The long road to integration for immigrants from sub-Saharan Africa

By Claudia Mende |

Immigration in Morocco

Morocco officially declared itself a country of immigration in 2013, responding to the growing number of immigrants arriving from sub-Saharan Africa. Since then, tens of thousands of illegal aliens have been given residence permits, making them legal residents of the country. Despite this progress, however, Morocco’s immigration policies remain inconsistent, and society has yet to truly accept the newcomers.

Christopher Agbaye and Gargar Barchure left their home country of Liberia five years ago. Their odyssey took them through Mali and Algeria and finally to Morocco. From there they had hoped to reach Europe. But it didn’t work out. “We were arrested twice by the Moroccan police,” says Agbaye, a 40-year-old medical technician. The travails of the flight engraved deep lines in his face. “On our third attempt, the traffickers just took off with the money.” He has an injured leg and needs surgery. “It wasn’t possible to make the crossing. So now we have to stay here.”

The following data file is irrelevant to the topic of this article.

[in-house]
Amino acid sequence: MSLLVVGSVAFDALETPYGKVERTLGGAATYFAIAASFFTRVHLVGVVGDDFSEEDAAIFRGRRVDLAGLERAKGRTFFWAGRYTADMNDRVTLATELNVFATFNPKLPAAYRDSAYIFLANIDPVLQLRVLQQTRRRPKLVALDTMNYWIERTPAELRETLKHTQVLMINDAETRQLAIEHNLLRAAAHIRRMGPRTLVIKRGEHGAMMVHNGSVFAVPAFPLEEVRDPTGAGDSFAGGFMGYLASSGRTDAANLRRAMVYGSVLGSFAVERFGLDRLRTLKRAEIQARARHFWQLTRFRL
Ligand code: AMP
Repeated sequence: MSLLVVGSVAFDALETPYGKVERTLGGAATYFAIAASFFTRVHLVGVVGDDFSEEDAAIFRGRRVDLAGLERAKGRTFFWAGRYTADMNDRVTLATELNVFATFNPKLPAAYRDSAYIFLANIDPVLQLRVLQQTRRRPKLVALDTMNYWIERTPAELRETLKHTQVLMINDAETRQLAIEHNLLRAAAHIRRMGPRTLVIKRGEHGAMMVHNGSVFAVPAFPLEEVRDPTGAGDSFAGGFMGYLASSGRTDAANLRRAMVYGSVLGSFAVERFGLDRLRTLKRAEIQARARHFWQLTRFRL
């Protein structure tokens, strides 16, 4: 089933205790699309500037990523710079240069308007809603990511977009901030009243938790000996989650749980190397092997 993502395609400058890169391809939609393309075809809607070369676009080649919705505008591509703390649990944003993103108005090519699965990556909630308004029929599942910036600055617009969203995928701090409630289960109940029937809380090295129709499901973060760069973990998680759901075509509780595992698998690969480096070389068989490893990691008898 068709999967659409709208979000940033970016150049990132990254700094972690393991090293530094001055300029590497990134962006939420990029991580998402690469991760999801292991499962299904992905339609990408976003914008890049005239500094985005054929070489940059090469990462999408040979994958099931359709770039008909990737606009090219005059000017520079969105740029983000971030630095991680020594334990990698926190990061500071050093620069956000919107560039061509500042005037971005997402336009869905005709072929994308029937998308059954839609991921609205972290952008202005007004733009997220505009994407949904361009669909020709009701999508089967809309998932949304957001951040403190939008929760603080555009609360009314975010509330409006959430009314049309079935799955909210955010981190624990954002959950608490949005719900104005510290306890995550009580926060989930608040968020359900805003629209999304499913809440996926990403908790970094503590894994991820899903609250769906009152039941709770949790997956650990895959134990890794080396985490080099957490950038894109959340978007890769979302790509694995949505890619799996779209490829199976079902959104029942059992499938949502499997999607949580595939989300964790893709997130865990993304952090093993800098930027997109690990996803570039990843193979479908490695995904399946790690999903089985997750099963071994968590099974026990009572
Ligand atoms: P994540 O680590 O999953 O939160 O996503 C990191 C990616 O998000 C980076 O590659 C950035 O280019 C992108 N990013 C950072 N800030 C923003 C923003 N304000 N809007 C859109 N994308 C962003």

Like the two men from Liberia, migrants from sub-Saharan Africa have long regarded Morocco as a mere transit country. No one planned to stay here. But as Europe continues to bar its doors, more and more Africans are forced to accept the prospect of a life in Morocco.

Nobody knows exactly how many immigrants live in Morocco today. Some estimates put the number at around 70,000, including people from Guinea, the Ivory Coast, Senegal, Nigeria, Togo, Cameroon and South Sudan, as well as about 4,000 to 5,000 refugees from Syria and Yemen. Syrians and Yemenis can obtain refugee status from the UNHCR and hence financial aid. Christopher Agbaye and Gargar Barchure applied for refugee status too, but the UNHCR rejected their claim.

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